IMPORTING AND EXPORTING TO AND FROM THE U.S
Are you interested in importing or exporting goods to or from the United States? If you are new to the world of importing and exporting, there is a lot of new information for you to learn. Customs rules and regulations can seem a bit overwhelming at first, but there is a lot of helpful information available to help you navigate the requirements.
When you import goods to the United States, there are certain rules and regulations that you need to follow. Usually you must declare goods entering the country to the U.S. Customs and Border Protection (CBP) to make sure you are complying with the country’s regulations.
In addition, when you import items to the U.S., you often have to buy some type of permit or license. While the CBP does not make people importing goods purchase a license or permit, other U.S. agencies sometimes require permits and/or licenses, depending on the commodity that you are importing. In order to conduct business in a particular region of the U.S., you may also have to purchase a special license from a particular state or local government. In addition, some commodities, for example, have import quotas to limit the volume entering the U.S over a set amount of time. For more information on commodities that are subject to quote, see this page on commodities.
The documentation required by the CBP does require some important information. Before importing goods to the U.S., you’ll want to make sure that you have an importer number or an IRS business registration number. If you are not in business, or if your company is not registered with the Internal Revenue Service (IRS), you may be able to use your social security number. You can also ask for an importer number when you submit your customs paperwork, specifically Form 5106. You should have this form ready at the CBP port of entry for the Entry Branch.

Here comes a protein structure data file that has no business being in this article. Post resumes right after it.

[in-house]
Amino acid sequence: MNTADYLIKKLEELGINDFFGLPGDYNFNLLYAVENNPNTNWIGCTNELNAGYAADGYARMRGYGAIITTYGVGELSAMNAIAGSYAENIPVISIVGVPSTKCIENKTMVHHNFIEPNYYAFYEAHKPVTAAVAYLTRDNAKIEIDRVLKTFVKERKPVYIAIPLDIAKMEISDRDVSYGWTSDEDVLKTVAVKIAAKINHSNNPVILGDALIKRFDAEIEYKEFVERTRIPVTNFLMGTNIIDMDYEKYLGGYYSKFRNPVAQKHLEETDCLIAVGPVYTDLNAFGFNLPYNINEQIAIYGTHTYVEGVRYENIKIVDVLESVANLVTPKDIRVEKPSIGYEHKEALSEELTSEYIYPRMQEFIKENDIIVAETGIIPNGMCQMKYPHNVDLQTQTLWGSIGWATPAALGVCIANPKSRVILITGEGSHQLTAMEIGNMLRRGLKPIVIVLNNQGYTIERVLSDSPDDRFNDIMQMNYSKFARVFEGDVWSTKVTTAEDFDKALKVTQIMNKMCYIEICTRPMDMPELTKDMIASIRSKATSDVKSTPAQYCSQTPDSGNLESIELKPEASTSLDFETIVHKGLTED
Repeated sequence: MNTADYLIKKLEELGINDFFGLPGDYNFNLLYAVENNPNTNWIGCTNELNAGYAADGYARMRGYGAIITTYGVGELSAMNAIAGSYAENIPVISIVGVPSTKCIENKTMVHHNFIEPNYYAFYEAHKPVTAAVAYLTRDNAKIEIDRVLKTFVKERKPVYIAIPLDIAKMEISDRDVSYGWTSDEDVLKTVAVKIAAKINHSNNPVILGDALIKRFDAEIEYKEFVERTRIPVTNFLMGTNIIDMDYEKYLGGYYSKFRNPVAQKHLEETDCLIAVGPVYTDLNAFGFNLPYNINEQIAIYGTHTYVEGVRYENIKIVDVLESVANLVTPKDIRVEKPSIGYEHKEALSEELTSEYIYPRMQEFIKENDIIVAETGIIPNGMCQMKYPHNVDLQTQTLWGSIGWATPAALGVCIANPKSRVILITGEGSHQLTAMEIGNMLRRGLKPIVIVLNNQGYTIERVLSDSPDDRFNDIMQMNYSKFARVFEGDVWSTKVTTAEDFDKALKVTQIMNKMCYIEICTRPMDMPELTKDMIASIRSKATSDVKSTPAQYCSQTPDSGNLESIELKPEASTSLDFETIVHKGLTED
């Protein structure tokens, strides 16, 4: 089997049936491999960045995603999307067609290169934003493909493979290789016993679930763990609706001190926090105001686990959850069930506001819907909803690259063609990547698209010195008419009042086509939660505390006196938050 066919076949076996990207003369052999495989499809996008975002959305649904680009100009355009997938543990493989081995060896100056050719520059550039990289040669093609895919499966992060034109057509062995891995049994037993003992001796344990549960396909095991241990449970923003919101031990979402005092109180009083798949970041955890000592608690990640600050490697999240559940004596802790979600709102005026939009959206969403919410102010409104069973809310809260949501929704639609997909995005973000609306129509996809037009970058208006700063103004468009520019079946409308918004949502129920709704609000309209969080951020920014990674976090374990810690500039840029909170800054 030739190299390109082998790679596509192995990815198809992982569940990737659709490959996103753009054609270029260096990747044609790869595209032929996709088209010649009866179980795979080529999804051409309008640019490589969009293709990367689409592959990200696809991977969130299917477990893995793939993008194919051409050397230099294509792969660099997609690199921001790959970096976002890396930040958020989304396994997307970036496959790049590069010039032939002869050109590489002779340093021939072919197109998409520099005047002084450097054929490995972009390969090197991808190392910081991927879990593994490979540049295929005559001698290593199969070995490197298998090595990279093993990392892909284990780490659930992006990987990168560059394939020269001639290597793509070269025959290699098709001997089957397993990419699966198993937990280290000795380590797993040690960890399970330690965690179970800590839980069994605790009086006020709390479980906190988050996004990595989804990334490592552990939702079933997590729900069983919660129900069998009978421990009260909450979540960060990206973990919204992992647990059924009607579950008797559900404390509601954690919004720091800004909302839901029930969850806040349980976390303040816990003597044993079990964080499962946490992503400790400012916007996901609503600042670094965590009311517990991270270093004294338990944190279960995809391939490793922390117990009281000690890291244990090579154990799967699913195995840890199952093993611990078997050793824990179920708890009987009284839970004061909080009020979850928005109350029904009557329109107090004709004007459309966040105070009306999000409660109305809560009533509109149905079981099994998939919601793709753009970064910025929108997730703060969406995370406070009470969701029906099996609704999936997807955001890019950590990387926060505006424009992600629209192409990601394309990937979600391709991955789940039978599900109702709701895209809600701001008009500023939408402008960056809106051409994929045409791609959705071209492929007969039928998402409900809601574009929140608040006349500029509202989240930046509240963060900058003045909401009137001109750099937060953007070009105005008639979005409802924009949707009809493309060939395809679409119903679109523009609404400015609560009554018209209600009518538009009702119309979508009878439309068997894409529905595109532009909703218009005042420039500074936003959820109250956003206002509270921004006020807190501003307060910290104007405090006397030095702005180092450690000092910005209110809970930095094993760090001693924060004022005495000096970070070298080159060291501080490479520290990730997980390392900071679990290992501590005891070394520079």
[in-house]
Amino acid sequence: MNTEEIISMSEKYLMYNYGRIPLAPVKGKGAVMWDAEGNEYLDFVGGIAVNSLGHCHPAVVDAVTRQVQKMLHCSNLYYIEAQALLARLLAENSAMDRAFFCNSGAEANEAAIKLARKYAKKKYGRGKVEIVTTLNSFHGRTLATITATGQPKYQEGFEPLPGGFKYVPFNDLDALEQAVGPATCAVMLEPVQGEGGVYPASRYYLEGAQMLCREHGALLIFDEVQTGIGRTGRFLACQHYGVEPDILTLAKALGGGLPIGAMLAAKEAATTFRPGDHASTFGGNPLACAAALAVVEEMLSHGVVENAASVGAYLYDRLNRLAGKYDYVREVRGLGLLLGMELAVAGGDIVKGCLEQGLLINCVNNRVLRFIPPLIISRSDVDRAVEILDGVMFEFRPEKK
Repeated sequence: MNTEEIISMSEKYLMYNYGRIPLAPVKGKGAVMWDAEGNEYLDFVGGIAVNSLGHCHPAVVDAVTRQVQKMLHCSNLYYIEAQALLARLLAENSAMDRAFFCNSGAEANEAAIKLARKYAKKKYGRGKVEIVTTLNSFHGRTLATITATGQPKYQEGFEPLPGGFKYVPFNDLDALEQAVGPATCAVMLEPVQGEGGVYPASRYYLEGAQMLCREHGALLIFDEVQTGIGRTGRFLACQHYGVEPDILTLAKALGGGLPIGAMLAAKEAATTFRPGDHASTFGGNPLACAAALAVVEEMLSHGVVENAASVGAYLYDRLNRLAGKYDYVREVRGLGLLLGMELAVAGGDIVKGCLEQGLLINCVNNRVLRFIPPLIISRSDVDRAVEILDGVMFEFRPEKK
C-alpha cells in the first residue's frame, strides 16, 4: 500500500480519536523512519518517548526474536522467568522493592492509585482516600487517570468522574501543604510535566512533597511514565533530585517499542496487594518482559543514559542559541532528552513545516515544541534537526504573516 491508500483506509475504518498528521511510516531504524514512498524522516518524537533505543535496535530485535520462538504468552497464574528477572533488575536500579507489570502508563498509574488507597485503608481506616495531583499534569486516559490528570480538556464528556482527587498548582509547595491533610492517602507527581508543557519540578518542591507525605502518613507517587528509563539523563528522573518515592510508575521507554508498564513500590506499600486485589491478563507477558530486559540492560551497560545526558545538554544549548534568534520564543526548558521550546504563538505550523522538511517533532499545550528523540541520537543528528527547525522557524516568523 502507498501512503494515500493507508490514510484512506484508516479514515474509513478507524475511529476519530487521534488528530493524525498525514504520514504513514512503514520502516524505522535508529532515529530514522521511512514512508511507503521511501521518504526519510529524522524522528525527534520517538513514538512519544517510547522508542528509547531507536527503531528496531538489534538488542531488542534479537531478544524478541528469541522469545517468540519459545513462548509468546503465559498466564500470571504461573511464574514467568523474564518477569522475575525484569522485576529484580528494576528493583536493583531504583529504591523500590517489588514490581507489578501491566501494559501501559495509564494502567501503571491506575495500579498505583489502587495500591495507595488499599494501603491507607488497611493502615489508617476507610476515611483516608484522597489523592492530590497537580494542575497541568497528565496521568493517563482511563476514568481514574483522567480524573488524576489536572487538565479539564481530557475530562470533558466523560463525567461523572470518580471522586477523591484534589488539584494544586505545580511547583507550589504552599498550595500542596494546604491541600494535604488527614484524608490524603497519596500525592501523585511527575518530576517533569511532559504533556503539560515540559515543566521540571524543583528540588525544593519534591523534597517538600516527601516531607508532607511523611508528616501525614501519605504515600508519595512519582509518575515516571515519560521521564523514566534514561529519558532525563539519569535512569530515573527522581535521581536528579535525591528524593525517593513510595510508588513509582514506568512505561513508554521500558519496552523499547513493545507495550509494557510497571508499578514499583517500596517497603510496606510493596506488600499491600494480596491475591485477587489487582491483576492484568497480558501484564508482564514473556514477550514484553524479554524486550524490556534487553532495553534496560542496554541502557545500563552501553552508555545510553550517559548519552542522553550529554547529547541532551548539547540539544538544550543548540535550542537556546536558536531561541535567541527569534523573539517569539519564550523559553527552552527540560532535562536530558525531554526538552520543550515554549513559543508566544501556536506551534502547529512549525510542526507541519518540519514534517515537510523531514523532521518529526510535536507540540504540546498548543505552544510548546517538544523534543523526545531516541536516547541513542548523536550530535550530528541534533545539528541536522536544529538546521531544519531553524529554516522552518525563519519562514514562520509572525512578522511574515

For those planning to do regular importing to the U.S., the CBP has published a helpful document covering a wide range of topics about importing to the U.S. For example, check out this helpful 200+ page document for importing information with topics that include:
- Entry process
- Packaging goods
- Special marking requirements
- Prohibitions and restrictions
- Rules pertaining to motor vehicles and boats
- Import quotas
- North American Free Trade Agreement (NAFTA)
Before you start importing goods to the United States, you can contact the port of entry where your items will arrive. U.S. Ports of Entry, (and this includes sea, land or air) have CBP offices for your convenience. There are about 329 U.S. ports of entry. It is helpful to note that ports of entry are also responsible for inspections related to agriculture in order to protect against diseases that could damage crops, animals, and the environment in general.
When you contact the port of entry, make sure you are able to provide detailed information about the items you are importing to the U.S. Questions you might be asked include the following:
- Place where the items are from or made
- Merchandise composition
- Planned use for the items
- Pricing/value so that the shipment value can be calculated
If you are confused about the classification of your merchandise, you may want to check out the Harmonized Tariff Schedule (HTS) which includes tariff guidelines to classify your items.
If you are exporting goods from the United States, you can also get some helpful information from the CBP. Depending on the items that you are interested in exporting, you may be required to purchase an export license from the U.S. Department of Commerce, the Bureau of Alcohol, Tobacco, Firearms and Explosives, or the Department of State. It is also possible that you may need a Shipper’s Export Declaration or SED. There are specific rules and regulations about exporting cars or other motor vehicles,
If you are new to importing or exporting, you may want to get help from a licensed customs broker. Customs brokers are individuals or corporations that are licensed and regulated by the CBP to help those importing or exporting meet Federal import and export requirements. There are more than 10,000 licensed Customs brokers in the U.S. Licensed customs brokers have passed the Customs Broker License Examination.